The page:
• Motorburn
      Because cars are gadgets
    • Gearburn
      Incisive reviews for the gadget obsessed
    • Ventureburn
      Startup news for emerging markets
    • Jobsburn
      Digital industry jobs for the anti 9 to 5!

Reddit users draft legislation to protect internet freedom

A group of Reddit users has banded together to write its own legislation aimed at protecting freedom on the web. The group, which has gathered around the sub reddit r/fia, is drafting a piece of legislation it calls the Free Internet Act (FIA).

The people behind FIA claim they want to “promote prosperity, creativity, entrepreneurship and innovation by preventing the restriction of liberty and preventing the means of censorship”.

According to the group, “FIA will allow internet users to browse freely without any means of censorship”.

It is writing the legislation, it claims, because “users have the right to free speech and to free knowledge; we govern the content of the internet, governments don’t”.

The people behind the bill do not; however, appear to be of the “every single piece of content on the web should be free, no matter what” mentality.

They acknowledge, for instance, that “enforcements/laws must also be put into place to protect copyrighted content”.

An Austrian reddit user called “RoyalWithCheese22” came up with the idea for FIA, following concerns around copyright protection legislations SOPA,PIPA and ACTA.

Reddit was among the biggest platforms to go black in protest to SOPA and PIPA .

Inspired by this success, the user reportedly thought “maybe I should suggest another solution to this. One that not just deals with a single law or proposed treaty but one that handles all of that.”

FIA has been entirely crowdsourced and the group aims to have it pass through both congress in the USA and the European parliament.

The actual proposed legislation is fairly detailed and has six articles to date. If passed the articles would guarantee everything from network neutrality, to “Service providers, downloader(s) or viewer(s) may not held liable for any illegal content posted” and prior warning when any data or files require removal “from web-pages or from cloud storage”.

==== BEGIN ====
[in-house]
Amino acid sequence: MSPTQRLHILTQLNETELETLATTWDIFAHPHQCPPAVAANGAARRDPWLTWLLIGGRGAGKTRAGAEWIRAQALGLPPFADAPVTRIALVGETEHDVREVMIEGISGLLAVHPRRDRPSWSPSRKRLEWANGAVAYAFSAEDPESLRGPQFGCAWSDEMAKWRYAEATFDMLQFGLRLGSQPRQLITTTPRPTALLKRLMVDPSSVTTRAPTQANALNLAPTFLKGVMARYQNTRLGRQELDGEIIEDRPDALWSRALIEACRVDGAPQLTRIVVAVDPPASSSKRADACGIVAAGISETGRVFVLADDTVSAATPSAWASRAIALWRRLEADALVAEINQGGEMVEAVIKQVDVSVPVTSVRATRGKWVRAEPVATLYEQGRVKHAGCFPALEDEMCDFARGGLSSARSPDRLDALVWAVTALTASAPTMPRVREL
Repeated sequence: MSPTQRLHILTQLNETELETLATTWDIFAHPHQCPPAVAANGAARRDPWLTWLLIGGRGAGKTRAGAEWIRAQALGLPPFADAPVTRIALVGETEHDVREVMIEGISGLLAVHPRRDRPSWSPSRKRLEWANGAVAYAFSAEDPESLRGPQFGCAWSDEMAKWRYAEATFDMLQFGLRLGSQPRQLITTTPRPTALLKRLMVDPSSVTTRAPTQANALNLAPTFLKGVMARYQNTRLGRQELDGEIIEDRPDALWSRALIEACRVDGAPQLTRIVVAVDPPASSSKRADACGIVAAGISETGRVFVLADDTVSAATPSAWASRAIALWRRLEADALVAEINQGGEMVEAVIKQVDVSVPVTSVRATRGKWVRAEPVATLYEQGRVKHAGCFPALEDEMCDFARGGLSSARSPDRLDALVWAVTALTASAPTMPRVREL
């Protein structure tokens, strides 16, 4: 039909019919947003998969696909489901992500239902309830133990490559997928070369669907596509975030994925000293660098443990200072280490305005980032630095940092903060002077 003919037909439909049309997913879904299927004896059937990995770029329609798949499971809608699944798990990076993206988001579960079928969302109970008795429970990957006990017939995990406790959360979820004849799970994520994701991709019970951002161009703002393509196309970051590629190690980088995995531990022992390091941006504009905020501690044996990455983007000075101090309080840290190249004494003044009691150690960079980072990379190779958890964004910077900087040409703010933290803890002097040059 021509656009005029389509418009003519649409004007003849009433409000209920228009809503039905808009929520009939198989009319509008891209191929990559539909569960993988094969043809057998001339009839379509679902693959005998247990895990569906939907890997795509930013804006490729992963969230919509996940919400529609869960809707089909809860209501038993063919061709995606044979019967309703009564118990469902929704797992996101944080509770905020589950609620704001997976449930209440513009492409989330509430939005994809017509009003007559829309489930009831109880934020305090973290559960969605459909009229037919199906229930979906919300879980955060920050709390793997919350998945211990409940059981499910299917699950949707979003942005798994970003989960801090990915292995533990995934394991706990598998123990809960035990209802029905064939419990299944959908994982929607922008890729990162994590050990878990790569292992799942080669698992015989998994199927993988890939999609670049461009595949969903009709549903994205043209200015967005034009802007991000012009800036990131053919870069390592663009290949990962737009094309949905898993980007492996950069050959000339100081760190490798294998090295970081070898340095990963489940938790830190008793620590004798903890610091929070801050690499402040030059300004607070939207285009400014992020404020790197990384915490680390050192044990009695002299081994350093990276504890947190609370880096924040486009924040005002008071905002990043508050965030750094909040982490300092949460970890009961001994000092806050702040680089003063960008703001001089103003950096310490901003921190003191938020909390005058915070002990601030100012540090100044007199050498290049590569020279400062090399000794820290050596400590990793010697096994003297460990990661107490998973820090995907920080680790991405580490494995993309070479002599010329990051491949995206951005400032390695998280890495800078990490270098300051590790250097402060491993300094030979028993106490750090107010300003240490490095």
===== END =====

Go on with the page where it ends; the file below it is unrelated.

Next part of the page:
The last of these appears to be clear dig at the FBI’s targeting of services such as MegaUpload.

Crowdsourcing legislation isn’t exactly new — after all the citizens of Iceland crowdsourced their constitution in 2011. This would, however, appear to be one of the first incidences of an online community drafting its own legislation from the ground up.

It remains to be seen whether the group can actually get any legislative body to look at its proposed bill. At the very least, though, some members of the community might get an education in exactly what it takes to put an act of law together.

Author | Stuart Thomas

Stuart Thomas
Stuart is the editor-in-chief of Engage Me Online. After pursuing an MA in South African literature, he spent five years reporting on the global technology scene. Intrigued by the intersection of technology and work, he joined Engage Me as the editor-in-chief. He is a passionate runner, and recently ran... More

More in News

New campaign celebrates SA constitution a la Nando's

Read More »